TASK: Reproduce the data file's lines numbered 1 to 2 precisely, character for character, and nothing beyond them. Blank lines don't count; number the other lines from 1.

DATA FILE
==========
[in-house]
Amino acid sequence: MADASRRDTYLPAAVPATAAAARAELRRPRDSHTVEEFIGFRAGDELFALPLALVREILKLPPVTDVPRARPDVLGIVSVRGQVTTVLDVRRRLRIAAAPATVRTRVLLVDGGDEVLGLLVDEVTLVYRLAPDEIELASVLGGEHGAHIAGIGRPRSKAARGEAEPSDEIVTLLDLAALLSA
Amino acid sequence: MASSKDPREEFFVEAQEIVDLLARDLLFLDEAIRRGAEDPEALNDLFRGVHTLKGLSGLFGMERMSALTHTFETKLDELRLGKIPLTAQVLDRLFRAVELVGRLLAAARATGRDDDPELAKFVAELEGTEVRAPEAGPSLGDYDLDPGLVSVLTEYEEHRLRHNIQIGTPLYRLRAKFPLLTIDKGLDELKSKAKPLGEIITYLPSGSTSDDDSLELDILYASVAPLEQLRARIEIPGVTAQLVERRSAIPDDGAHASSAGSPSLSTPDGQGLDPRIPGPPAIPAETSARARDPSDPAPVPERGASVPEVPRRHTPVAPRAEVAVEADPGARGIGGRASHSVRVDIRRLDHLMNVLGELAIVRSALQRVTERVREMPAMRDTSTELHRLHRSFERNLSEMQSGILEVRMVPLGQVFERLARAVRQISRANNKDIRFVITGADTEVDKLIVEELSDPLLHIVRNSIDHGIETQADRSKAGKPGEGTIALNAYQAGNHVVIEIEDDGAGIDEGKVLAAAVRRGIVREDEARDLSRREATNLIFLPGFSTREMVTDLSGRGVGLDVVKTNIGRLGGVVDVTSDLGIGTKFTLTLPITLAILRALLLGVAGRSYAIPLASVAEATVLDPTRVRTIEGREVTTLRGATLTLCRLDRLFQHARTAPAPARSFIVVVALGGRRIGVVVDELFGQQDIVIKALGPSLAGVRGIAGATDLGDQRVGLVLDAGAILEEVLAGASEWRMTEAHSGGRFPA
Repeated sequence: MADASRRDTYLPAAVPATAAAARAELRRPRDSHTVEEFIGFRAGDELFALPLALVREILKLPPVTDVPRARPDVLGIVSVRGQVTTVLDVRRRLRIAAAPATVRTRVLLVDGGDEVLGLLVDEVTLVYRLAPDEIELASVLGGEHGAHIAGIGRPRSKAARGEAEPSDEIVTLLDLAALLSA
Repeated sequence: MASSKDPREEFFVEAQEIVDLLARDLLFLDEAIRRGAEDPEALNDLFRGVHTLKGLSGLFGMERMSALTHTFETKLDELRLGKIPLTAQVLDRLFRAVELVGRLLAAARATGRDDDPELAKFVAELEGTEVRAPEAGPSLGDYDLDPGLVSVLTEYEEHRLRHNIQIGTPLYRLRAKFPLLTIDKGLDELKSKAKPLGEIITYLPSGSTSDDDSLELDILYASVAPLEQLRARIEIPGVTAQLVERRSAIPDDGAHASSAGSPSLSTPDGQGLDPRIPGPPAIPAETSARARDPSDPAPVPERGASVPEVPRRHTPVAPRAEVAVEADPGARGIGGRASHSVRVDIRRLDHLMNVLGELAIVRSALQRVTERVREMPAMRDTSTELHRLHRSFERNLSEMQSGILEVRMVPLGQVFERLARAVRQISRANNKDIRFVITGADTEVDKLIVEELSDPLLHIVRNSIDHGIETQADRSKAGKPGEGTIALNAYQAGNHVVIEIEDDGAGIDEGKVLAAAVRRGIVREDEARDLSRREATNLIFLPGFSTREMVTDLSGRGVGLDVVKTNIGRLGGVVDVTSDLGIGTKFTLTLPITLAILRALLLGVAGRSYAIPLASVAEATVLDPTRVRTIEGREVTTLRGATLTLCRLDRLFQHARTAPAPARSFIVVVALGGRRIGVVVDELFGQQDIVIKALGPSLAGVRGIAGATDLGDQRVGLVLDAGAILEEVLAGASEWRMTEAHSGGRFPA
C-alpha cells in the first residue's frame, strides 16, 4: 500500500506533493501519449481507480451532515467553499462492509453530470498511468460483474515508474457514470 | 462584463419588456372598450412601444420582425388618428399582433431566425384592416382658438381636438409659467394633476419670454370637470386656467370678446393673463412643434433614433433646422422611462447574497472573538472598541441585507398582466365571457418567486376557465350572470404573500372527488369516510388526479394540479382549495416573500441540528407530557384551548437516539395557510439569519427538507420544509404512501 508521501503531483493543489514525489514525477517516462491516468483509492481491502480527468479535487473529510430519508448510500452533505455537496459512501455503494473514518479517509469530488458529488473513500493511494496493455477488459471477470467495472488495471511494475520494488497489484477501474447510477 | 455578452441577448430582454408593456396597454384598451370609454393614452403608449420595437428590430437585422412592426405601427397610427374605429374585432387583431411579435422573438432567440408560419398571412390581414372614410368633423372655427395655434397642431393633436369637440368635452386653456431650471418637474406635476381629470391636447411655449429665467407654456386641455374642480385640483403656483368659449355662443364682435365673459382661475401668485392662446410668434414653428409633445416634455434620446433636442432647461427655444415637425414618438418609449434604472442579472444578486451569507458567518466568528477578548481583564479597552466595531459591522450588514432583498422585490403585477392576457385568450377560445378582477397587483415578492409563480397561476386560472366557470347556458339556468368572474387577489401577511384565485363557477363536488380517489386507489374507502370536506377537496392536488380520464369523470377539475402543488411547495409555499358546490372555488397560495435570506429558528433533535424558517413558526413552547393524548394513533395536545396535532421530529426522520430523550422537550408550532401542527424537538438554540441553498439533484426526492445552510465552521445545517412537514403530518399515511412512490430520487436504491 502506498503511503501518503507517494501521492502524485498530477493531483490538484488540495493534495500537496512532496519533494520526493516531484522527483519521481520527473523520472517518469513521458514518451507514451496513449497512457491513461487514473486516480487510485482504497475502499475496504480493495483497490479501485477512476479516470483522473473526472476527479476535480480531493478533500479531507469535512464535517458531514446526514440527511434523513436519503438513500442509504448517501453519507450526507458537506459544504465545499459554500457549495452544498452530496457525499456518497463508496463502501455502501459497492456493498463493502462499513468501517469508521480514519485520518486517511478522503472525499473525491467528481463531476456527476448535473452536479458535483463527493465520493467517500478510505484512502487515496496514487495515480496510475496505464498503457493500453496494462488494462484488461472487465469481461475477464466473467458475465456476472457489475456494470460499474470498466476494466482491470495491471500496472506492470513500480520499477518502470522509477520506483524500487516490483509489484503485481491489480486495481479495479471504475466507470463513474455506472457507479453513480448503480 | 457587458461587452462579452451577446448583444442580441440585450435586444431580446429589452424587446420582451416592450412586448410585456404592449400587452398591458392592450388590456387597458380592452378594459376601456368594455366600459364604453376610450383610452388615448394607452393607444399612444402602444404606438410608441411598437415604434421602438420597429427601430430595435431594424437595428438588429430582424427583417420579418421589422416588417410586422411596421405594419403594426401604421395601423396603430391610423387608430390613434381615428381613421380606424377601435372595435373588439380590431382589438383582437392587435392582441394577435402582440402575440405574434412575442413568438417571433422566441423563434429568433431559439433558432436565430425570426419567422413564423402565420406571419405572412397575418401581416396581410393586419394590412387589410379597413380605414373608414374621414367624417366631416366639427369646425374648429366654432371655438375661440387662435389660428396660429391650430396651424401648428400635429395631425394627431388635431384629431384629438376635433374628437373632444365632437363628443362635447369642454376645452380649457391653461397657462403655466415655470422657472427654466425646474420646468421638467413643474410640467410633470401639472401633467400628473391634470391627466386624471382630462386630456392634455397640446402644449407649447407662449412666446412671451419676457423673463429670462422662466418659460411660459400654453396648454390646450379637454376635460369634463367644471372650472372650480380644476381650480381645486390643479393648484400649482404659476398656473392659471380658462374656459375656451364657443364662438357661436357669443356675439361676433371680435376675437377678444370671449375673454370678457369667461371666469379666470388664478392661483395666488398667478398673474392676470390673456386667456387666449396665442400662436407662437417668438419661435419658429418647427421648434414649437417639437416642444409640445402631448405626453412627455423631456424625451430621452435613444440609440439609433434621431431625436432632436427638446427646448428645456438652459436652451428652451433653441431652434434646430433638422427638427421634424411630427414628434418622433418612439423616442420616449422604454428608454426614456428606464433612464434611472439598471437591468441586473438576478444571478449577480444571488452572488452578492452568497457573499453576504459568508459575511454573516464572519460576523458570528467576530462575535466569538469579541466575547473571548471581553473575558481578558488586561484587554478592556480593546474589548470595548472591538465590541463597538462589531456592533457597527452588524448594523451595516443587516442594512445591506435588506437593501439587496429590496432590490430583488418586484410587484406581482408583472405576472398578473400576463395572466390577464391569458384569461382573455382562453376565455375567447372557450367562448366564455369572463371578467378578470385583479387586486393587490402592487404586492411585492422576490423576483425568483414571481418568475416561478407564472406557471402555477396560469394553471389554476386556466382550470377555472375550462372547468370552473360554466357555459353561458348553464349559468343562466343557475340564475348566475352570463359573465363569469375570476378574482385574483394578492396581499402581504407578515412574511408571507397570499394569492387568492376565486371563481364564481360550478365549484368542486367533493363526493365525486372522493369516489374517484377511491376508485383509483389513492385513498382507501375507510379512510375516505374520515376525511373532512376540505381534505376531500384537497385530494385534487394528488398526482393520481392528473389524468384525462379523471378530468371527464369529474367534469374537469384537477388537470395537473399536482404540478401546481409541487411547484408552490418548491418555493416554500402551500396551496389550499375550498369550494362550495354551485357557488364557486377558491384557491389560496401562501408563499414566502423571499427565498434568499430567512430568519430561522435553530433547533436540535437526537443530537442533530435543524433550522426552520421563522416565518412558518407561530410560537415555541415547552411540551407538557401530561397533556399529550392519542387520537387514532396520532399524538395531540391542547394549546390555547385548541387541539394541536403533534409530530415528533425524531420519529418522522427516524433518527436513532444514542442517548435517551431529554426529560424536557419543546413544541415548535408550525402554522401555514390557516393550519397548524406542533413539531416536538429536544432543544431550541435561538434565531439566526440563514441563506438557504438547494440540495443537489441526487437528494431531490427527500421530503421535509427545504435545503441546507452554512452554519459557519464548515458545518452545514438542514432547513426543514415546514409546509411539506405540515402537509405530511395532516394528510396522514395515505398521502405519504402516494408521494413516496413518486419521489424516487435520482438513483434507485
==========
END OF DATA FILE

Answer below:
[in-house]
Amino acid sequence: MADASRRDTYLPAAVPATAAAARAELRRPRDSHTVEEFIGFRAGDELFALPLALVREILKLPPVTDVPRARPDVLGIVSVRGQVTTVLDVRRRLRIAAAPATVRTRVLLVDGGDEVLGLLVDEVTLVYRLAPDEIELASVLGGEHGAHIAGIGRPRSKAARGEAEPSDEIVTLLDLAALLSA